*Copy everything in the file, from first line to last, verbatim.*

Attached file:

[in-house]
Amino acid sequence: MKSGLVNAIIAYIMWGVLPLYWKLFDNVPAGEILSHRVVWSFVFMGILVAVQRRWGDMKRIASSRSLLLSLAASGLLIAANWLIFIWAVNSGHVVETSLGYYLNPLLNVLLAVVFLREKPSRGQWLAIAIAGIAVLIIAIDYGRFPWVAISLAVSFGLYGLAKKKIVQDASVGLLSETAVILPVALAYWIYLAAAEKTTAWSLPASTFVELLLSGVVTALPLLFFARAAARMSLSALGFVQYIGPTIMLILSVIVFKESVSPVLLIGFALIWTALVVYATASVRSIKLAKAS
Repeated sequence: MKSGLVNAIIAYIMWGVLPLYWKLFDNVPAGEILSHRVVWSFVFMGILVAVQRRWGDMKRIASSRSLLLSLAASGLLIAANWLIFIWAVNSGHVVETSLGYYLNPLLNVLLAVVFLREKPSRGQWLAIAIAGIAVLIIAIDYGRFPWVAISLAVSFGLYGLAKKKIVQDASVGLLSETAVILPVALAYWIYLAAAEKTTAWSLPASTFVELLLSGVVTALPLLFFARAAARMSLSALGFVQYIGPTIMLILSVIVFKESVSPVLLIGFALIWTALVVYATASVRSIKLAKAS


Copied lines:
[in-house]
Amino acid sequence: MKSGLVNAIIAYIMWGVLPLYWKLFDNVPAGEILSHRVVWSFVFMGILVAVQRRWGDMKRIASSRSLLLSLAASGLLIAANWLIFIWAVNSGHVVETSLGYYLNPLLNVLLAVVFLREKPSRGQWLAIAIAGIAVLIIAIDYGRFPWVAISLAVSFGLYGLAKKKIVQDASVGLLSETAVILPVALAYWIYLAAAEKTTAWSLPASTFVELLLSGVVTALPLLFFARAAARMSLSALGFVQYIGPTIMLILSVIVFKESVSPVLLIGFALIWTALVVYATASVRSIKLAKAS
Repeated sequence: MKSGLVNAIIAYIMWGVLPLYWKLFDNVPAGEILSHRVVWSFVFMGILVAVQRRWGDMKRIASSRSLLLSLAASGLLIAANWLIFIWAVNSGHVVETSLGYYLNPLLNVLLAVVFLREKPSRGQWLAIAIAGIAVLIIAIDYGRFPWVAISLAVSFGLYGLAKKKIVQDASVGLLSETAVILPVALAYWIYLAAAEKTTAWSLPASTFVELLLSGVVTALPLLFFARAAARMSLSALGFVQYIGPTIMLILSVIVFKESVSPVLLIGFALIWTALVVYATASVRSIKLAKAS